Twelve year observation of primary and secondary antibiotic-resistant Helicobacter pylori strains in children


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Abstract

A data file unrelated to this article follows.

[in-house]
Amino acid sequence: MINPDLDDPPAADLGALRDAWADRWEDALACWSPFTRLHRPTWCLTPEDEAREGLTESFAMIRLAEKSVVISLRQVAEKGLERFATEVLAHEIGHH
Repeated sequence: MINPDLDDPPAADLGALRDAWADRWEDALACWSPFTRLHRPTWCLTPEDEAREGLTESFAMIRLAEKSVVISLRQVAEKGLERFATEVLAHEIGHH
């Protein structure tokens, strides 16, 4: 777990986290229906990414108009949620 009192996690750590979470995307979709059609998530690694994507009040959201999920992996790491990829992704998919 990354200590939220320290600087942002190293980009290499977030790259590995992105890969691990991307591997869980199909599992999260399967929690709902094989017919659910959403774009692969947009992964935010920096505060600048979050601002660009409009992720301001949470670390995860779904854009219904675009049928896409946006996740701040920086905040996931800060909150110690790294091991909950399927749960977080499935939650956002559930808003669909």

Background.The effectiveness of Helicobacter pylori eradication regimens is influenced by antibiotic susceptibility of infecting strains. Data concerning antibiotic resistance in children are limited. We report the evolution of primary and secondary resistance in a series of Belgian children during the last 12 years.Patients and methods.From 1989 through 2000, H. pylori gastritis was diagnosed in 569 children, and antibiotic susceptibility tests were performed in 555. Eradication, using different schemes, failed in 128 of 457 treated children. After eradication failure antibiotic susceptibility determination was performed in 87 of 128. Comparison of antibiotic susceptibility of strains isolated from the gastric body and from the antrum was performed in 238 samples.Results.Resistance to amoxicillin was not observed. The rate of primary resistance to nitroimidazole derivatives was 18.0% (101 of 555) and remained constant throughout this period, whereas primary resistance to macrolides increased from an average of 6.0% (range, 0 to 10%) before 1995 to 16.6% (range, 10 to 25%, P < 0.001) thereafter. Antibiotic consumption in Belgium, especially macrolides, did not show important fluctuations during the study period. Secondary resistance developed in 39 of 87 patients (46%). Strains isolated from different gastric locations show identical susceptibility testing in all but 5 of 238.Conclusions.Resistance of H. pylori to macrolides increased in our pediatric population which did not appear to correlate with macrolides prescription habits in our country. After eradication failure acquired secondary resistance was observed in one-half of the patients.

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